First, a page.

If you use apprenticeships in your business it’s important to make the most of them, and part of this is understanding how to manage your apprentices effectively. Many apprentices are very young, and lacking much/any experience of the workplace and it’s important to bear that in mind and ensure managers provide them with enough (and the right type) of support.
Here are some things which can help you maximise the effectiveness of your apprenticeship programme.
You probably have some sort of induction programme, even a very informal one, for all new staff. Possibly you have a checklist of information people need, key things they need to know about procedures and processes, and important people new starters should meet.
For apprentices, particularly when they are very young, a good induction is even more important. They may have absolutely no understanding of how things work generally in the work environment, and may feel very unsure about things. Make sure they get a clear understanding of how their role fits into their team, but also lots of practical guidance.
Ensure they know how breaks and working time operate in the business, what they should wear and what happens about pay, timesheets, timing of pay and other practical details. Give them lots of information and guidance about health and safety as well, and perhaps above anything, make sure they know who they can ask if they have a question or a problem.
2. Clear expectations
Obviously clear expectations are important for any employee, but new apprentices coming in will have less of an idea about what’s generally expected than more experienced new recruits. A clear understanding of exactly what tasks they are expected to carry out, at what kind of rate and to what kind of standard will improve the chances of a successful apprenticeship and help both you and your apprentice identify and address problems and issues sooner.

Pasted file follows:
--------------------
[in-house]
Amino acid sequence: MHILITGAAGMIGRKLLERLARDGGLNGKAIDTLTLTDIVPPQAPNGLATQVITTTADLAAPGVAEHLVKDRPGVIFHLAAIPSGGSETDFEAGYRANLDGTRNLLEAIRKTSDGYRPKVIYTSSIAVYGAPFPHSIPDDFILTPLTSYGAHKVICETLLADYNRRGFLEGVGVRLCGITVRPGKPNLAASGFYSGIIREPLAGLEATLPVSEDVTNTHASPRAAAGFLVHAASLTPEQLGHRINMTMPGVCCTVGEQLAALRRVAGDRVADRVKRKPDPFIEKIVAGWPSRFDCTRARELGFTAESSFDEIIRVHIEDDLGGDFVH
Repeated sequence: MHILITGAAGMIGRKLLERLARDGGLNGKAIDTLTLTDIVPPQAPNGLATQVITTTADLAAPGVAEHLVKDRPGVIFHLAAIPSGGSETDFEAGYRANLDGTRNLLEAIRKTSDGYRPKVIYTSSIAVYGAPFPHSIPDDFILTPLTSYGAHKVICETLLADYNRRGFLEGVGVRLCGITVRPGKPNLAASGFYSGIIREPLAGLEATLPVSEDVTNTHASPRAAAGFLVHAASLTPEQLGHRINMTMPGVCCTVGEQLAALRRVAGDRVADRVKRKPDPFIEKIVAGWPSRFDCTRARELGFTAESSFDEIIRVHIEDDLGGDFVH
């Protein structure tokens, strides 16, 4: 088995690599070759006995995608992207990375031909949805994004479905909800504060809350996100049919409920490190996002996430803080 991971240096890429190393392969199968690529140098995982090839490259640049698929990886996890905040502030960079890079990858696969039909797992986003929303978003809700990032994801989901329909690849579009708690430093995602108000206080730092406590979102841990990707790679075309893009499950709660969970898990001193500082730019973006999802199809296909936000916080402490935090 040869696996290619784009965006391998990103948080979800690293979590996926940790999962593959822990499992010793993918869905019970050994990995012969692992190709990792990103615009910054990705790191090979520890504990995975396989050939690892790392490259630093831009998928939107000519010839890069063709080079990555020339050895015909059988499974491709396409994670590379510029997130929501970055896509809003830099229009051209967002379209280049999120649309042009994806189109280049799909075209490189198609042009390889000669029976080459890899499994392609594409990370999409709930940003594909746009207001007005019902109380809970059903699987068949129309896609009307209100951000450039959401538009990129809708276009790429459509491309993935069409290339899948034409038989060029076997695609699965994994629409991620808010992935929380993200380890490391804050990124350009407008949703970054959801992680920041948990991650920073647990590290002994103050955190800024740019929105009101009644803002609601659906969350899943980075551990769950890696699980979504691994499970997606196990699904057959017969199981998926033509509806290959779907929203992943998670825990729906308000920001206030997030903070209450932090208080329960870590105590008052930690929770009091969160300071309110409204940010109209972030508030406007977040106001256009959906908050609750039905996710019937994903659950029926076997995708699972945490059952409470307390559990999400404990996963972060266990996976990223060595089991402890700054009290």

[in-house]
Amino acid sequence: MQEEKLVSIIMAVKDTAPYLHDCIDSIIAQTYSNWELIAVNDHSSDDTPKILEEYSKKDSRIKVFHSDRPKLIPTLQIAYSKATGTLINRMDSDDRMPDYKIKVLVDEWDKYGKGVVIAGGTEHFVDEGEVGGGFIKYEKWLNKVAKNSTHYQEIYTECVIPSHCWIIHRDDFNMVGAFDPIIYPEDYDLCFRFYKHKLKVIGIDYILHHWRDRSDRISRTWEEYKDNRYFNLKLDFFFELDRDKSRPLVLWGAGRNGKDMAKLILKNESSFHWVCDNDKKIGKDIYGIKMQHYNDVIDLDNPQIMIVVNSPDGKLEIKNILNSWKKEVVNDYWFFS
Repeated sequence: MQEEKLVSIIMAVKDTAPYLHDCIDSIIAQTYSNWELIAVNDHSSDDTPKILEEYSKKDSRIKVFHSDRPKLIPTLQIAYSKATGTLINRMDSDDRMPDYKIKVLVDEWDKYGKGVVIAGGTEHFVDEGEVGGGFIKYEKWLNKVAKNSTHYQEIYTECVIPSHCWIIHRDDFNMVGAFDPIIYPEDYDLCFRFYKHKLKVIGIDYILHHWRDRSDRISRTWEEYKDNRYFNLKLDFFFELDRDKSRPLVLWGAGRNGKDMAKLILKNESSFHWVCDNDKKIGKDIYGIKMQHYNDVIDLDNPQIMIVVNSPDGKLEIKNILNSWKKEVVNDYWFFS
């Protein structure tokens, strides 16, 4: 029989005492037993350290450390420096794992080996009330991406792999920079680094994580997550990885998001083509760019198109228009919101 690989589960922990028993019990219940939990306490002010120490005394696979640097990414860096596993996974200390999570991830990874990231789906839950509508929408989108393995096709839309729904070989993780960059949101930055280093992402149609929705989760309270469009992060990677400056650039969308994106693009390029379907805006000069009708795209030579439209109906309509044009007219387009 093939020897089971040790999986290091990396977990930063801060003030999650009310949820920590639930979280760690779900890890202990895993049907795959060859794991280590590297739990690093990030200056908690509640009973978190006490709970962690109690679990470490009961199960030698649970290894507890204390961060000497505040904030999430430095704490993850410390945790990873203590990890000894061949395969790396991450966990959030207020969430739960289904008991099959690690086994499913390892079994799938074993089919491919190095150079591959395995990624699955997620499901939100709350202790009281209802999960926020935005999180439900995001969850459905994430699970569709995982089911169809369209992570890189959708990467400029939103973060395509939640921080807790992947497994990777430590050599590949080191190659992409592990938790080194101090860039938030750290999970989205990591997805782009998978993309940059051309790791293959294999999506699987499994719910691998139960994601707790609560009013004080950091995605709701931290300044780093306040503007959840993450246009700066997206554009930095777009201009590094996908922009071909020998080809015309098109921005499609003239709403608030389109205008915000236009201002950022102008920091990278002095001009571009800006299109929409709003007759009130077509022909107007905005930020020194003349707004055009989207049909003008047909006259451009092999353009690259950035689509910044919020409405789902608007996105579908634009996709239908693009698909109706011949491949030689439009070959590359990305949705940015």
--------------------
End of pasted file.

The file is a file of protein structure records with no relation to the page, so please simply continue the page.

3. Review progress regularly
Get the most out of your apprentice by reviewing their progress on a regular basis. This will help make sure they are going in the right direction; that they are getting the training and support they need; and that their work is kept at a good standard.
4. Lots of feedback
Make sure your apprentice gets lots of feedback about what they are doing. They might need more reassurance than other staff that they are doing things right, and because their inbuilt knowledge of how to do things is not as developed, they might need a more frequent ‘steer’ where they should be doing something differently.
Feedback can take place as part of regular formal reviews, but also don’t underestimate the impact of immediate informal feedback. ‘Catching’ them doing something well and giving them that immediate positive response can work wonders for confidence.
5. Give autonomy where possible/appropriate
Whilst apprentices obviously need plenty of supervision and guidance, an important part of anyone’s job satisfaction is a degree of autonomy over their work. Where this is possible and appropriate, try and allow apprentices to make decisions about what they are doing and give them a sense of ownership over their work tasks.
6. Pastoral support
Especially where apprentices are very young, good pastoral support is really important. The transition from school or college into the workplace can be very challenging for young people and they will need a better support network and more guidance than more experienced recruits.
They may lack maturity and awareness of their behaviour and of the nuances and expectations of the workplace, and might need more support with attendance and personal issues than other staff. Patience, a good support system and an understanding of those needs will help ensure apprentices feel supported, looked after and make a good contribution to your business.
7. Mentor and/or buddy
Consider having a mentor for new apprentices, and/or a buddy programme. This can provide additional guidance and support outside the traditional line management set up, and having a work ‘buddy’ can provide your apprentices with somewhere to go for those questions they might feel are a bit silly, or don’t feel comfortable asking their line manager or mentor. Employees who have been apprentices themselves can be ideal for this role.
If you’d like some advice on managing apprentices effectively in your business, do get in touch.